According to Merriam-Webster, humility is defined as “freedom from pride or arrogance” or “the state of being humble.” Both humility and the word “humble” come from the Latin word “humilis”, which means “low.” If you want to look it up, run a Google search. There’s even a Wikipedia page about humility.
Humbleness and humility tend to be peak topics in The Church, as it should. After all, how many examples can be found throughout the Bible? It’s chock full of people introducing themselves to complete strangers as “your meek and humble servant” even leading to the prominent narrative of Jesus Christ – God Incarnate in the flesh – living among us mortals, serving Man, and offering Himself as a living sacrifice to restore our relationship to God the Father. A true understanding of humility and servanthood should be a part of every discussion on Sunday morning. And yet…
There are people who take advantage of it.
A few years ago, I was negotiating for a position as a Minister of Music at a Catholic church. It had actually been the third time with the same church that this had occurred. There was a high turnover at this church. Each time, I had declined for the same reason: salary. This isn’t to say that I could only do it for money. Money isn’t everything, but it isn’t unimportant, either. Money reveals priorities and commitment. Given my skill level and what I would have to do to basically build a worship program from the ground up, money was a way of making sure the church was really going to commit to supporting my efforts. If you want the world and only commit $75, then you aren’t serious.
The offer was ridiculous, just like it was the first two times I declined it. I came back with a ridiculous counter-offer to make a point. The priest laughed (angrily) and said I needed to reconsider their initial offer and to look upon it with a servant’s heart. He then told someone in the Archdiocese that I had an attitude problem.
Yeah… Go figure. I like to eat. I had also worked at that church four weeks at a reduced wage while we negotiated. We had the discussion before. As I said in my letter when I declined it, until the church improved the salary on that position, their turnover problems were going to continue. Could I have overhauled it? Absolutely. And amazingly so. But not without the resources and commitment from the church itself. The priest wasn’t serious about committing them, which indicated I would be looking at other problems in the future.
Just because you can doesn’t mean that you should.
The priest asserted that because I declined his (ridiculous and problematic) offer that it reflected a glaring arrogance – aka lack of humility – and spiritual weakness on my part. Maybe so. Maybe not. I was caregiving full-time and didn’t have years of my life to dedicate to building up a program for free. Not only would it be a waste of my time and energy, but it wouldn’t even be appreciated. I’ve seen it and I’ve been there before.
It reveals a striking entitlement mentality that unfortunately is not all that uncommon in The Church.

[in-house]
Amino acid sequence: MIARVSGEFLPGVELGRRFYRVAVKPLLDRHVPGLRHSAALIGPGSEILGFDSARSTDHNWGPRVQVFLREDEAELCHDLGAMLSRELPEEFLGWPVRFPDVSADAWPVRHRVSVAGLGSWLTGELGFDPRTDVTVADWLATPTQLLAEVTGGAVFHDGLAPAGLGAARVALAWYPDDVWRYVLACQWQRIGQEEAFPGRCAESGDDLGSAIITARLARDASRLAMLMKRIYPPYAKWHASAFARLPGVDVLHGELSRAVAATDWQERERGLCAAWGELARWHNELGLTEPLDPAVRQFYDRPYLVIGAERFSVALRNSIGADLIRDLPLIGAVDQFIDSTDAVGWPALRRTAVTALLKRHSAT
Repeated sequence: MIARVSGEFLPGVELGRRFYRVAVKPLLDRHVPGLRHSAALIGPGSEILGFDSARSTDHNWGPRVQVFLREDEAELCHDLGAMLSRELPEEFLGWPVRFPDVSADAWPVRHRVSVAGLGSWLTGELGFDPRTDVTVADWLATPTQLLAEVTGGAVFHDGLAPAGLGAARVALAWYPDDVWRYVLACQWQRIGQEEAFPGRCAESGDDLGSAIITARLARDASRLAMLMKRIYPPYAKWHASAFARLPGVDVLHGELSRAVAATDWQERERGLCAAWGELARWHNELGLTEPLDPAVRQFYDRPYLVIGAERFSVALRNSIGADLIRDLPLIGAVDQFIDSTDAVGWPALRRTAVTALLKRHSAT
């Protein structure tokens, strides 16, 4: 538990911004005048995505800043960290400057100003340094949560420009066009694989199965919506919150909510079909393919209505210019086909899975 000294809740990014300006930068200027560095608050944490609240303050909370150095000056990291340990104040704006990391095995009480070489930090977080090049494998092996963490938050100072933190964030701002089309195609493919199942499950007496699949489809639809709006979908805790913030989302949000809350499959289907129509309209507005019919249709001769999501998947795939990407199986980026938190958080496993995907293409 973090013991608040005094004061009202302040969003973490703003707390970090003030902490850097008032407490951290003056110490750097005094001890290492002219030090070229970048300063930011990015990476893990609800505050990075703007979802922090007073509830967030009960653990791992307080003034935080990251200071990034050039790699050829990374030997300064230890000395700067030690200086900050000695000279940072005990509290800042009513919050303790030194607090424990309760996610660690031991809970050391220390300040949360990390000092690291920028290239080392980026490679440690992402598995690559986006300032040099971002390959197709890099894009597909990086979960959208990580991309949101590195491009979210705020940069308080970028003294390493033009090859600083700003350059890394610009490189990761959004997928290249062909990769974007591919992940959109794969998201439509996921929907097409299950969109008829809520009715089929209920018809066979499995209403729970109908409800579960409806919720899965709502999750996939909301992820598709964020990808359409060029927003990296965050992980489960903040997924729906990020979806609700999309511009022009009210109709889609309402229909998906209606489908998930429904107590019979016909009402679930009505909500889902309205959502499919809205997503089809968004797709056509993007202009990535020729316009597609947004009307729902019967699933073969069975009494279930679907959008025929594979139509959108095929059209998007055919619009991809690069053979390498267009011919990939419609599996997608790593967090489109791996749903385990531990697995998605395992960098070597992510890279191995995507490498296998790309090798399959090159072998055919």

Don’t get me wrong; I’m about serving others. Music is very much one way to open the door, set the tone, really make a mark, and even heal in ways we can’t perceive. Many people have found fulfillment, growth, or revitalization in some part of their lives by joining the worship team or the choir. These groups encourage building relationships outside of the regular church service and practice, which is amazing.
The Church – while important – is not God. The Church is not entitled to my efforts. It’s not entitled to anyone’s efforts. The sooner it realizes that and honors people and actually appreciates them as the precious gifts they – not their abilities – are, the better it will be. This may be a shocker to realize, but people aren’t lining up outside your doors just WAITING to serve! Hitting them with “the meek and humble servant, don’t you want to serve JESUS” bit in order to manipulate them to serve is nothing short of spiritual abuse.
No. Humility has nothing to do with asserting your nothingness. It isn’t about doing things for people at no cost. It isn’t about putting on an act for the comfort of other people. It isn’t about dialing your talents and abilities back to a minimal level so as not to stand out or intimidate anyone.
Humility – true humility – is a radical self-awareness about you, your gifts, your experiences, and how they all intersect with the world and the people around you. It is acting in complete honesty to yourself and to God about who you are and the responsibilities that being you entails. Depending on the situation, that may be gentle or brutal, but above all it should be genuine and in good faith.
No. Humility is not about tearing others down. It’s not about tearing yourself down or opening yourself to abuse, either. It’s about acknowledging what you – and everyone around you – bring to the table and acting on that information in all ways. It’s about recognizing the inherent dignity of every person in what you do and respecting it.
Now go forth and be humble, you arrogant braggarts.